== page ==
Sometimes a single session at a conference sums up the good and bad points about an entire event—I had one of those times this morning. Quite appropriately given the theme for this conference, and given the current economic climate, Dion Hinchcliffe’s workshop was entitled “Highly Effective Strategies for Putting Your Business on a Recession Diet”. Hinchcliffe, according to his own bio, “is an internationally recognized business strategist and enterprise architect who works hands-on with clients in the Fortune 500, federal government, and Internet startup community”—whatever that somewhat immodest bio means in this pressure-cooker climate where even the doormen have job titles with a VP prefix (but don't get me wrong - Google Hinchcliffe and you'll see his credentials are sound).
Hinchcliffe pointed out the major shifts that we’ve seen in business over the past few years—value creation, control, transparency and intellectual property have all been subverted to a greater or lesser extent. We’re striving to make our products and services cheaper, better and more innovative. Standing in the way of these aims however are concerns around cost, disruption, risk, difficulty and dominant cultural norms – fundamentally most of these aren’t technological problems, rather they’re culturally based. In other words the usual benefit/barrier speech that evangelists drag out.
Given his livelihood depends on the “new paradigm” it’s not surprising that Hinchcliffe contended that economics 2.0 is a necessary thing if you want your business to survive in the years ahead—an understanding and extensive use of these tools must be core competencies he pronounced. The curmudgeon in me would ask whether Joe the plumber or Jill the electrician really need to (or should for that matter) spend their time doing this stuff. I totally agree that traditional business can find efficiencies by (for example) moving to online accounting, or internet banking or whatever—but I struggle with extending this to the plethora of business 2.0 products and services that exists. Those kind of thoughts however are just cause for corporal punishment here in Silicon Valley so I vainly tried to push that thought to the back of my mine!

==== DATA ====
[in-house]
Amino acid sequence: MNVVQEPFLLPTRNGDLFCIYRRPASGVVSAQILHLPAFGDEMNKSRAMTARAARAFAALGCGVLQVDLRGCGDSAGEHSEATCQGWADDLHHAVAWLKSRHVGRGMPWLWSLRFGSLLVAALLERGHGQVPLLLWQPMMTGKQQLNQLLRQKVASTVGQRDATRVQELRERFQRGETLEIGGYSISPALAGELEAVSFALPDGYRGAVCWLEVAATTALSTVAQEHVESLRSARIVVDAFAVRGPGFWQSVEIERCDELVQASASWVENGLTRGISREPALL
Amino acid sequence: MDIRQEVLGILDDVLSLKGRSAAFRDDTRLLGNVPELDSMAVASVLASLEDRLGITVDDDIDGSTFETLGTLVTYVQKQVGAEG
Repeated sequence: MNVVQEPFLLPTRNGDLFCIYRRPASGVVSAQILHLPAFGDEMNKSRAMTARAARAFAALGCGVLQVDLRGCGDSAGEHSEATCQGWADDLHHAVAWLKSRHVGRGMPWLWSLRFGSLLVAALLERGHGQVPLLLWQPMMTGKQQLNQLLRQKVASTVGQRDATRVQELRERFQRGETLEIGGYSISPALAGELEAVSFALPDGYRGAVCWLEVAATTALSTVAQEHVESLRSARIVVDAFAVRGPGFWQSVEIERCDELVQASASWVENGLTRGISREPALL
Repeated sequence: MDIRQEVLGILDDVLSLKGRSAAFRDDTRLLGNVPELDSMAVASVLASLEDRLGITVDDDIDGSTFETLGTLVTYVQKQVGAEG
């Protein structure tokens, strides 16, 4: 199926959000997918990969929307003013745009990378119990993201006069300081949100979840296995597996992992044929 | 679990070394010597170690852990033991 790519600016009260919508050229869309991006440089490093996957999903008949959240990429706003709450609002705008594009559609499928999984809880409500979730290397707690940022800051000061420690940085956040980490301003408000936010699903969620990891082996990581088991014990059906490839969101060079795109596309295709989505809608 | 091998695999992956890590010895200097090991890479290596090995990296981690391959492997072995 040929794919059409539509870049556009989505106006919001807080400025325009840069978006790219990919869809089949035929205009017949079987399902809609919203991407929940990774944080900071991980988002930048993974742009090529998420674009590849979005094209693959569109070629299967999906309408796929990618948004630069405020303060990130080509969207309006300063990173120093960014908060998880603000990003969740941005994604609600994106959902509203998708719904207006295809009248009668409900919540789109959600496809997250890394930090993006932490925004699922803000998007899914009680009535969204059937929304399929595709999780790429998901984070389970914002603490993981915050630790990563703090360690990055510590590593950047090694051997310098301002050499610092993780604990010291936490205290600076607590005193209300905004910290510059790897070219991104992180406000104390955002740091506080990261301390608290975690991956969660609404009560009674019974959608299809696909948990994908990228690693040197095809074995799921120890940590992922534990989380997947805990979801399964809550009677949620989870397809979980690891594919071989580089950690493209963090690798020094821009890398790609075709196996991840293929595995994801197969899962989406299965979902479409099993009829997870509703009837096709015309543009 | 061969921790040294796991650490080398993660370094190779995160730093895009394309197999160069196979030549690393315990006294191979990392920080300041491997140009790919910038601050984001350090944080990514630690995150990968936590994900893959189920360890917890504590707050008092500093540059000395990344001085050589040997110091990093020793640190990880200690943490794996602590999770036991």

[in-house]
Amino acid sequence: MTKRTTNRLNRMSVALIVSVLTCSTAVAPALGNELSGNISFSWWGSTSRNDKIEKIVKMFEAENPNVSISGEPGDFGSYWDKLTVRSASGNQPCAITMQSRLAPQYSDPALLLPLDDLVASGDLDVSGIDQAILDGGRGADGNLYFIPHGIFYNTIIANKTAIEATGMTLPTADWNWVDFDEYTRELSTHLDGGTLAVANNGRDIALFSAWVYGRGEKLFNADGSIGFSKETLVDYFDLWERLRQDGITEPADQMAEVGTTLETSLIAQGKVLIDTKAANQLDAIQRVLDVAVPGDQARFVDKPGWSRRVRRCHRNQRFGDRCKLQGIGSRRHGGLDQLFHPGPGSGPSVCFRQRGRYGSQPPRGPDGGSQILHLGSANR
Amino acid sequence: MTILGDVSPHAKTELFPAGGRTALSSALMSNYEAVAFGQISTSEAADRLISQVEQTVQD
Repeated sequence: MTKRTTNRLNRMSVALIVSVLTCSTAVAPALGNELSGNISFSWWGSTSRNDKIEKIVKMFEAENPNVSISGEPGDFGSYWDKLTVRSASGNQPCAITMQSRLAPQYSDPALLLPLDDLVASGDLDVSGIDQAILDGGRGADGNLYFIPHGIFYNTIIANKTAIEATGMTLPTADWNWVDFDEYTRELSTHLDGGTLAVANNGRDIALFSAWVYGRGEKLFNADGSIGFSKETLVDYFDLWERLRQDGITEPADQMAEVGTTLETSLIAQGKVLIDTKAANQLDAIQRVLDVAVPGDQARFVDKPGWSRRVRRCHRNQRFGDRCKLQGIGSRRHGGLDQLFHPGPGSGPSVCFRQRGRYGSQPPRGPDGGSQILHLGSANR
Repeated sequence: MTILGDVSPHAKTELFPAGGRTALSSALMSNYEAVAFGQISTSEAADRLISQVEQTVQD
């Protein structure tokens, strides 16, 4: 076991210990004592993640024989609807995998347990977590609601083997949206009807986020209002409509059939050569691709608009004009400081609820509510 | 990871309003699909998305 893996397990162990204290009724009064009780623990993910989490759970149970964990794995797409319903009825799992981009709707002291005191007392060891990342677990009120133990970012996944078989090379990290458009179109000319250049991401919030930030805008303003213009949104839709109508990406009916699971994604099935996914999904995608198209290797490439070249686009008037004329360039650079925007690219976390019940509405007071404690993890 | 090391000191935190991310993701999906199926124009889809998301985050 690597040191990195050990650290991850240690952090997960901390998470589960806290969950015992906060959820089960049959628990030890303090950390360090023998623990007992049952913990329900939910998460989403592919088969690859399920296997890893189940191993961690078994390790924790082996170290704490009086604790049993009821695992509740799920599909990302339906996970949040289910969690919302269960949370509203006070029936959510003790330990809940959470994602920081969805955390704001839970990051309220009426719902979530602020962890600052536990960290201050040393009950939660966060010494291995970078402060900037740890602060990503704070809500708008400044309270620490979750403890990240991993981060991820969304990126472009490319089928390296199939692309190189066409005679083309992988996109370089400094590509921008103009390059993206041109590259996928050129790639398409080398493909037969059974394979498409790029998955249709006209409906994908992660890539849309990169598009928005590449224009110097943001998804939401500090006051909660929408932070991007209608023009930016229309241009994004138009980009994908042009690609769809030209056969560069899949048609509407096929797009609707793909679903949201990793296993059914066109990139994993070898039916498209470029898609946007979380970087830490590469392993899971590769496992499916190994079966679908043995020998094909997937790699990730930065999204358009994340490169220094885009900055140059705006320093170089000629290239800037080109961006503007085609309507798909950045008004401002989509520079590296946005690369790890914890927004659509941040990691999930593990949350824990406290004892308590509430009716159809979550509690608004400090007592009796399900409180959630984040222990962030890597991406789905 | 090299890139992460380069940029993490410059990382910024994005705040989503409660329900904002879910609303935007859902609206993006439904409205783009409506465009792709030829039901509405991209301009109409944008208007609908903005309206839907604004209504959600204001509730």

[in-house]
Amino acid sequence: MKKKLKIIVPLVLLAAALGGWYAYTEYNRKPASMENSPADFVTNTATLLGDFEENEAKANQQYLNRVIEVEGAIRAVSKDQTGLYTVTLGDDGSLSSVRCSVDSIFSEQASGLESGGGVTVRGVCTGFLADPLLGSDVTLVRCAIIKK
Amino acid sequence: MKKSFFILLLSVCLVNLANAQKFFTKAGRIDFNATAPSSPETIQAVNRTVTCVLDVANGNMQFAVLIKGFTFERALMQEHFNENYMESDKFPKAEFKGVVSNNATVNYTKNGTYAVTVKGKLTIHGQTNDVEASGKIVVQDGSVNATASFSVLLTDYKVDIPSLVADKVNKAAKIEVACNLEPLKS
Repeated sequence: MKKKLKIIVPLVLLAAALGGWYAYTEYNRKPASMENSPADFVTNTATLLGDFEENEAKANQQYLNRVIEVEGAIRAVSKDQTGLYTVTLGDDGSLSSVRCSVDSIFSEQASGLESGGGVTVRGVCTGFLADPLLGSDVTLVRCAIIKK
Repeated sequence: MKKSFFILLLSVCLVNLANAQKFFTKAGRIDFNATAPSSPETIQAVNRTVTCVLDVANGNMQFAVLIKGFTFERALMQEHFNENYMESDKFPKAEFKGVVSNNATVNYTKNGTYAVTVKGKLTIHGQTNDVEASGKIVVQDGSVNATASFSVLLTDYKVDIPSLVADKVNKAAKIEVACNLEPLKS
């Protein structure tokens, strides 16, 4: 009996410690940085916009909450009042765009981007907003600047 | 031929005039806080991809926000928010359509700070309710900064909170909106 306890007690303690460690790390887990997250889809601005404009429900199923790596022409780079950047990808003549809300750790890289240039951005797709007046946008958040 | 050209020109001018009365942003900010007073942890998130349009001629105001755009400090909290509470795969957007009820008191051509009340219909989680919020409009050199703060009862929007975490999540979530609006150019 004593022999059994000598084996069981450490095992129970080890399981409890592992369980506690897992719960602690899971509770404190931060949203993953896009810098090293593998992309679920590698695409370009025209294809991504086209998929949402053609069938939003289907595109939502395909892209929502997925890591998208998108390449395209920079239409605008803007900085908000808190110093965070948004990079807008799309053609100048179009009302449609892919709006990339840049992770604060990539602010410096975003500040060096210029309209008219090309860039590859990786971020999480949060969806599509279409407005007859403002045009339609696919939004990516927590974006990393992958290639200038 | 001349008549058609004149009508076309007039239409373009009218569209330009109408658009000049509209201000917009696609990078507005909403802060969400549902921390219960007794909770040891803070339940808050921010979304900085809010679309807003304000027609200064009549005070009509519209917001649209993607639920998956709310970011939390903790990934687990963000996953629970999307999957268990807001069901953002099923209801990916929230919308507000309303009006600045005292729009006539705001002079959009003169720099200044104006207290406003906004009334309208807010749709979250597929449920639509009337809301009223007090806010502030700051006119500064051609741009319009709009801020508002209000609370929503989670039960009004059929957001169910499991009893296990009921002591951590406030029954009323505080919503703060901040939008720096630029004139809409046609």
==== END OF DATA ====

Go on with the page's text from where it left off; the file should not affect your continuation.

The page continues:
Hinchcliffe used as an example a situation where a worker within an organisation he consulted to asked “why do I need to blog within my organisation, I have real work to do”—an understandable, if somewhat backwards viewpoint. Hinchcliffe’s answer was bullish on the value these tools bring saying that the employee “has stuff to do because he doesn’t blog”. The rationale for this viewpoint coming from the fact that the particular employee has personal knowledge about the way the organisation works, but that this knowledge is siloed and unable to be leveraged by others within the organisation. To a point I’d agree, but it doesn’t negate the fact that there is some baseline stuff that needs to be done and the addition of “new media tools” to these operations is nothing more than a productivity drain. As an analogy, if I have a drainlayer digging a trench down my drive I totally fail to see any business 2.0 tool that adds helps drive efficiencies to that activity.
Hinchcliffe dragged out a number of case studies—somewhat unfortunately the majority of them where in financial and banking organisations—again I’ll be accused of being a curmudgeon but are these not the same organisation who (almost) singlehandedly have brought global economies to their knees? And we should be following their example of how to drive innovation and efficiency? I think not …
Oh well, there’s free lunch, the architecture is fantastic and there’s always tonight’s parties to look forward to!
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